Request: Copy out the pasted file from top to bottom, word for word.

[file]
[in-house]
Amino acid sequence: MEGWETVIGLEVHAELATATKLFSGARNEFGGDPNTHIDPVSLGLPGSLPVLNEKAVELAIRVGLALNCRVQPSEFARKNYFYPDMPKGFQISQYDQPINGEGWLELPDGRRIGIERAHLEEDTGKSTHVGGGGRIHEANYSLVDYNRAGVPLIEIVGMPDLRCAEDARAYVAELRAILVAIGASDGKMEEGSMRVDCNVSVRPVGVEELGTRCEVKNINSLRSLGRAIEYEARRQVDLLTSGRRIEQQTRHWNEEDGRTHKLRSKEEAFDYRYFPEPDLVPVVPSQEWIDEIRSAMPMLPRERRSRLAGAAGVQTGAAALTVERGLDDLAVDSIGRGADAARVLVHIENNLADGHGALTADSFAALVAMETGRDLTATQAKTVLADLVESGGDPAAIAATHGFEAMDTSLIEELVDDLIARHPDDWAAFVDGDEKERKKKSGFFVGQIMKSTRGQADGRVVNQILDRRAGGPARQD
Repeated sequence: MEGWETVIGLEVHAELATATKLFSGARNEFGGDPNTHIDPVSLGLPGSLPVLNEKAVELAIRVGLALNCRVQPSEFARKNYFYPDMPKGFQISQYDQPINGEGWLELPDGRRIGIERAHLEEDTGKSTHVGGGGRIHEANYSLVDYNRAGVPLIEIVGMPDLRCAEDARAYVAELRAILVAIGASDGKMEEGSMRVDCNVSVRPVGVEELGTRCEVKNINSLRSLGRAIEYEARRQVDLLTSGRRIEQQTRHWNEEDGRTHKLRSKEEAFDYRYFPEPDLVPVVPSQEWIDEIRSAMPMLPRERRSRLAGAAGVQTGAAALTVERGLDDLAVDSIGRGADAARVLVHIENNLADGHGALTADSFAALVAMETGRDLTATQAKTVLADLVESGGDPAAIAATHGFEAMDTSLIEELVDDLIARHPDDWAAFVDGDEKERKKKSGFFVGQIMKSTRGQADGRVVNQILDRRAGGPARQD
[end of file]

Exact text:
[in-house]
Amino acid sequence: MEGWETVIGLEVHAELATATKLFSGARNEFGGDPNTHIDPVSLGLPGSLPVLNEKAVELAIRVGLALNCRVQPSEFARKNYFYPDMPKGFQISQYDQPINGEGWLELPDGRRIGIERAHLEEDTGKSTHVGGGGRIHEANYSLVDYNRAGVPLIEIVGMPDLRCAEDARAYVAELRAILVAIGASDGKMEEGSMRVDCNVSVRPVGVEELGTRCEVKNINSLRSLGRAIEYEARRQVDLLTSGRRIEQQTRHWNEEDGRTHKLRSKEEAFDYRYFPEPDLVPVVPSQEWIDEIRSAMPMLPRERRSRLAGAAGVQTGAAALTVERGLDDLAVDSIGRGADAARVLVHIENNLADGHGALTADSFAALVAMETGRDLTATQAKTVLADLVESGGDPAAIAATHGFEAMDTSLIEELVDDLIARHPDDWAAFVDGDEKERKKKSGFFVGQIMKSTRGQADGRVVNQILDRRAGGPARQD
Repeated sequence: MEGWETVIGLEVHAELATATKLFSGARNEFGGDPNTHIDPVSLGLPGSLPVLNEKAVELAIRVGLALNCRVQPSEFARKNYFYPDMPKGFQISQYDQPINGEGWLELPDGRRIGIERAHLEEDTGKSTHVGGGGRIHEANYSLVDYNRAGVPLIEIVGMPDLRCAEDARAYVAELRAILVAIGASDGKMEEGSMRVDCNVSVRPVGVEELGTRCEVKNINSLRSLGRAIEYEARRQVDLLTSGRRIEQQTRHWNEEDGRTHKLRSKEEAFDYRYFPEPDLVPVVPSQEWIDEIRSAMPMLPRERRSRLAGAAGVQTGAAALTVERGLDDLAVDSIGRGADAARVLVHIENNLADGHGALTADSFAALVAMETGRDLTATQAKTVLADLVESGGDPAAIAATHGFEAMDTSLIEELVDDLIARHPDDWAAFVDGDEKERKKKSGFFVGQIMKSTRGQADGRVVNQILDRRAGGPARQD